Indians have only heard of a few hardworking and intelligent Indians in India or outside India. Other countries too have the same percentage of hardworking and intelligent people. The political/ religious leaders pepper their discourses with some history, some mythology, some twisted facts etc. This leaves an impression in the mind of the youth that Indians are the best and have all the solutions for all the problems the world suffers today. This has made the youth less tolerant to the other religions/ castes/ creeds. This makes the youth less accepting of others, their viewpoints, their beliefs, and their cultures. A sure recipe to disaster!!
Various debates on national television are a clear indication of the arrogance of the anchors and the participants. Many foreign panelists in such discussions have pointed it out (I too feel the same.) These anchors and participants (some Veterans too) have indoctrinated the Indian youth to believe that the rude and arrogant way they put across their viewpoint is an acceptable one. This further adds to the rudeness and arrogance of the educated Indians without they themselves realising it.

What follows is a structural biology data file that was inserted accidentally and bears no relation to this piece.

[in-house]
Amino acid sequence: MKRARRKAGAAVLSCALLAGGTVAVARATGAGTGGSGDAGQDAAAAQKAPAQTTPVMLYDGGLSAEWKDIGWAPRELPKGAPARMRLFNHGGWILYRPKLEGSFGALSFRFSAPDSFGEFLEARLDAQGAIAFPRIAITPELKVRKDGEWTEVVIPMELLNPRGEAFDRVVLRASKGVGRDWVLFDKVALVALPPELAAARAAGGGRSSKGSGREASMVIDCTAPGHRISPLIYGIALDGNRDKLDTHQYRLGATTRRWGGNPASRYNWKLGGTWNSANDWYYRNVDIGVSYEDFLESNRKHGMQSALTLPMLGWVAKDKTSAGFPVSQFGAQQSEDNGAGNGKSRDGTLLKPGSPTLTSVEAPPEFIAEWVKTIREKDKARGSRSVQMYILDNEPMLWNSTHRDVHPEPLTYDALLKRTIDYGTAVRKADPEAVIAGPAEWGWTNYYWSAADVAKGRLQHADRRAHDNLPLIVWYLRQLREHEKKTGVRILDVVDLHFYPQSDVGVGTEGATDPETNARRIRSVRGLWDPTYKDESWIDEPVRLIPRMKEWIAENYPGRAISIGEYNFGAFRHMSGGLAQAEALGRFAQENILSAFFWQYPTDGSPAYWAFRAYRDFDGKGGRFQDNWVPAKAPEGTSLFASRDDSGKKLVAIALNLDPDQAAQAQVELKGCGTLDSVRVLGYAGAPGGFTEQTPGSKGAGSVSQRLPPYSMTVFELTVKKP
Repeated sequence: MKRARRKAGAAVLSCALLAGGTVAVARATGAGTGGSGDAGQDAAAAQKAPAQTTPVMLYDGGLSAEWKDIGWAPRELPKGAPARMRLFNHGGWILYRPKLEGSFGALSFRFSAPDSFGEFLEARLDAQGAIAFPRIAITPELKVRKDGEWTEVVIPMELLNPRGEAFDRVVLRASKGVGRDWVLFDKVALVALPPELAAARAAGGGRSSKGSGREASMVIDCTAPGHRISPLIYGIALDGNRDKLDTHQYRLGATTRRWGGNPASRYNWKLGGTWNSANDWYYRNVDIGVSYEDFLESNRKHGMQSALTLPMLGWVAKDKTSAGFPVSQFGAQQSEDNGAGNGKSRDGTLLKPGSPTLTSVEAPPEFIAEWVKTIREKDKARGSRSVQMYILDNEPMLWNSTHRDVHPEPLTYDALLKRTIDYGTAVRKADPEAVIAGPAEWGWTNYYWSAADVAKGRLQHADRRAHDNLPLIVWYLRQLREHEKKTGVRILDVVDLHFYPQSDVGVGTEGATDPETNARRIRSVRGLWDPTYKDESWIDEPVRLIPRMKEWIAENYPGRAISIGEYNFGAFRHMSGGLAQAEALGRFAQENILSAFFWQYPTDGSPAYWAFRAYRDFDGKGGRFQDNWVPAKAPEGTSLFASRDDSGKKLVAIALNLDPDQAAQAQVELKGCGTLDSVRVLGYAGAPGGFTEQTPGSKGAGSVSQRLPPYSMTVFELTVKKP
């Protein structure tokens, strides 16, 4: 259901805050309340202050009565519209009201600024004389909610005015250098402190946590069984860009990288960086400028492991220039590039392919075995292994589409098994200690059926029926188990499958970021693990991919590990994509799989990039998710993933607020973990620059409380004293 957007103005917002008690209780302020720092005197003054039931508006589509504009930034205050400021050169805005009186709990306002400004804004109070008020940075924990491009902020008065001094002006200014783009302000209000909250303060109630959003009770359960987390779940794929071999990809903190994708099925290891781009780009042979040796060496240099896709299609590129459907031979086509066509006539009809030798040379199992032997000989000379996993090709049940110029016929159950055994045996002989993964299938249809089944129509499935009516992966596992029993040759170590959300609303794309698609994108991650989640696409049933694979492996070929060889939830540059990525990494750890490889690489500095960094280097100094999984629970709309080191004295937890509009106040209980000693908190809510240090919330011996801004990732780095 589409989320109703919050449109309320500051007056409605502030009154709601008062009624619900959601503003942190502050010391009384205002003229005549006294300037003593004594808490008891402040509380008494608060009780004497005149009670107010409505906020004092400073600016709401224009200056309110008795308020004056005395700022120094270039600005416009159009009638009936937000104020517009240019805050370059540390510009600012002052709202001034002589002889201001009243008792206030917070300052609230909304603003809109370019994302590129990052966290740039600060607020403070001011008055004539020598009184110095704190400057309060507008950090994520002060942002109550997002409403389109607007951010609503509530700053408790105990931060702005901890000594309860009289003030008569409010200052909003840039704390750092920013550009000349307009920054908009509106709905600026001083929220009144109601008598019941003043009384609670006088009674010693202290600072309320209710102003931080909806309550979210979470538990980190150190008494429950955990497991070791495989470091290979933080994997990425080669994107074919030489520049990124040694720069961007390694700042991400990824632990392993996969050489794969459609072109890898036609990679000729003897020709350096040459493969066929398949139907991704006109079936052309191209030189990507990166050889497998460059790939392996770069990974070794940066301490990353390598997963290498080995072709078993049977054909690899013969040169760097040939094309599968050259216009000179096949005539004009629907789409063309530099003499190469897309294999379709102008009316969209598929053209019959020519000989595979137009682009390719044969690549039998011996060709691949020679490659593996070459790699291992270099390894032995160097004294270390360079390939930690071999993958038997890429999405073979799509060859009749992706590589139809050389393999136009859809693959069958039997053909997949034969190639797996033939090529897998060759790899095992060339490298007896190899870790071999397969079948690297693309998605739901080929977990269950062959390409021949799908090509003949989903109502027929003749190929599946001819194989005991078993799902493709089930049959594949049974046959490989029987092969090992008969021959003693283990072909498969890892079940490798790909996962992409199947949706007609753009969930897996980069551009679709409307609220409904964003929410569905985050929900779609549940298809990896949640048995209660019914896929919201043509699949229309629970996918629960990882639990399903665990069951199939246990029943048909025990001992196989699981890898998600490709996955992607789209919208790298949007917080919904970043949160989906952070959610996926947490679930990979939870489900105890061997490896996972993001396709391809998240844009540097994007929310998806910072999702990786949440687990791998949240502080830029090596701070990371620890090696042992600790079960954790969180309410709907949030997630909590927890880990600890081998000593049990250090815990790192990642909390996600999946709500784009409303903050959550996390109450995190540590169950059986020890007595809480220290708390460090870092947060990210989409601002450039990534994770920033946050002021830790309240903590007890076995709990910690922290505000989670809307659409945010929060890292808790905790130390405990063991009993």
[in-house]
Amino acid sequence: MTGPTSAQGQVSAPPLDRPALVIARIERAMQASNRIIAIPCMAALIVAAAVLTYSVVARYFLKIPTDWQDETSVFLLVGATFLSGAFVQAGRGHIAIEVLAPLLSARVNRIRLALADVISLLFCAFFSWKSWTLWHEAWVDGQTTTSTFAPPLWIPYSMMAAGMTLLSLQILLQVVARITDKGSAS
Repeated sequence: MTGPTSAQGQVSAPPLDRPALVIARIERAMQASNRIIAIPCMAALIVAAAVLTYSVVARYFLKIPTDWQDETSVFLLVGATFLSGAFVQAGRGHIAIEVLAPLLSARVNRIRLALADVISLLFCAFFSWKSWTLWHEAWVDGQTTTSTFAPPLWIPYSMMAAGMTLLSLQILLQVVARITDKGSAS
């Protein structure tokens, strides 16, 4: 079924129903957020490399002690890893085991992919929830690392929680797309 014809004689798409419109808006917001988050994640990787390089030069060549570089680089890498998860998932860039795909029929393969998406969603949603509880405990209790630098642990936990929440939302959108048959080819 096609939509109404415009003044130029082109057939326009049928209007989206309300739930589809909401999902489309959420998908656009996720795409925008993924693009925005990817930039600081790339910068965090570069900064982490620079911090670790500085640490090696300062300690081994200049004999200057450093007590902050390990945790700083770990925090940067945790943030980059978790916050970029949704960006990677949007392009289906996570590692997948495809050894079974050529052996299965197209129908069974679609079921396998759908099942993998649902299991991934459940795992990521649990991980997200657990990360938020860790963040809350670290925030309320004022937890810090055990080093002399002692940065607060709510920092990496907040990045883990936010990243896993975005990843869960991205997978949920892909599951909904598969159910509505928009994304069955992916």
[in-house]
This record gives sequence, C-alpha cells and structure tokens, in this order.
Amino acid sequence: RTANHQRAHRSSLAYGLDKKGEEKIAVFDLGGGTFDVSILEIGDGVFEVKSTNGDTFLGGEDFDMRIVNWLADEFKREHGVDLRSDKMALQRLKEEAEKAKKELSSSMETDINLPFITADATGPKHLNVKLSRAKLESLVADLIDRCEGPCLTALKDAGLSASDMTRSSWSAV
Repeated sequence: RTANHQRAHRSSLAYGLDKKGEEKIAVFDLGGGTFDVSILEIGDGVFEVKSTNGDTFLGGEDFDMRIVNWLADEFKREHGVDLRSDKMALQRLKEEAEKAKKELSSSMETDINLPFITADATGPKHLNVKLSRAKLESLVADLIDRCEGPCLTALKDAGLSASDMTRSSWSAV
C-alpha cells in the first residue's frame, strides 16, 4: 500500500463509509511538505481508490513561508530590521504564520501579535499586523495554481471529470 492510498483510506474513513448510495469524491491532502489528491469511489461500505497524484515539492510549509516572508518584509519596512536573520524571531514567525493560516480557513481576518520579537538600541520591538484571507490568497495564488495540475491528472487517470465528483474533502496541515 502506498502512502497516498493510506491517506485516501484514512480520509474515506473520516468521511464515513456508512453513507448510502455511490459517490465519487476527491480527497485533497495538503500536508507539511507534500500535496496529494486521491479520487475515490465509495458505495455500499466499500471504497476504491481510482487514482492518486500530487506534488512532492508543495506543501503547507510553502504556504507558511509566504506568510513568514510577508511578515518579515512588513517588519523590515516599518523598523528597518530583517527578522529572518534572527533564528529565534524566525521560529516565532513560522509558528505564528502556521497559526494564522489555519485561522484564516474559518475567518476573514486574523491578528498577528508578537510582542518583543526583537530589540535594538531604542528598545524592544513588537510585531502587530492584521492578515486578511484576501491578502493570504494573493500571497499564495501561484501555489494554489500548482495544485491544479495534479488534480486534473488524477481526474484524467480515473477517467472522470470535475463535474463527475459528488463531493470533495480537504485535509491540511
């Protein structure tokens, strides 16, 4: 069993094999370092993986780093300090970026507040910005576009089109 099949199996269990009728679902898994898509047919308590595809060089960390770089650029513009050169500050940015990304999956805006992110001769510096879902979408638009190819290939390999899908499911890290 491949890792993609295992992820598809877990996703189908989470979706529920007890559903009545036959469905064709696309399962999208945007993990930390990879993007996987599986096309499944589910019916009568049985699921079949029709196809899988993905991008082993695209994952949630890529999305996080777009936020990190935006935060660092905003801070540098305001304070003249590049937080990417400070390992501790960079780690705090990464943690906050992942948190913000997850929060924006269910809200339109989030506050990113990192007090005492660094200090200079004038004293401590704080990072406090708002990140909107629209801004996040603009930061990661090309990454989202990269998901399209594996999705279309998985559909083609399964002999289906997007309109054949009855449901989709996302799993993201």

Various propaganda or false information passed on to the Indian youth on social media have influenced their minds. Most youth do not read, but forward whatever they receive to others, believing them to be true. Many adults (including Veterans) too engage in such acts to show their presence on social media by proving that they are ‘Virtually Alive.’ When a Veteran or someone a youth respects forwards a message, they lap it up as true and forward it to their friends without any analysis. Lack of reading, analysis and opinion forming among university students make them narrow-minded. Thus, they become non-creative, lacking original ideas. Look at any Indian social-media group – it is all about Forwards with hardly any Original work or opinions.
Many youths in Canada (including our children) hardly make any comments or post photos/ videos on social media. On inquiry they said that they do not want their prospective employer to reject them for their social media posts. They do not have friends too who post offensive or arrogant material because it should not surface during a background check. Our son Nikhil did not want his posts to haunt him later when he gets into Canadian politics.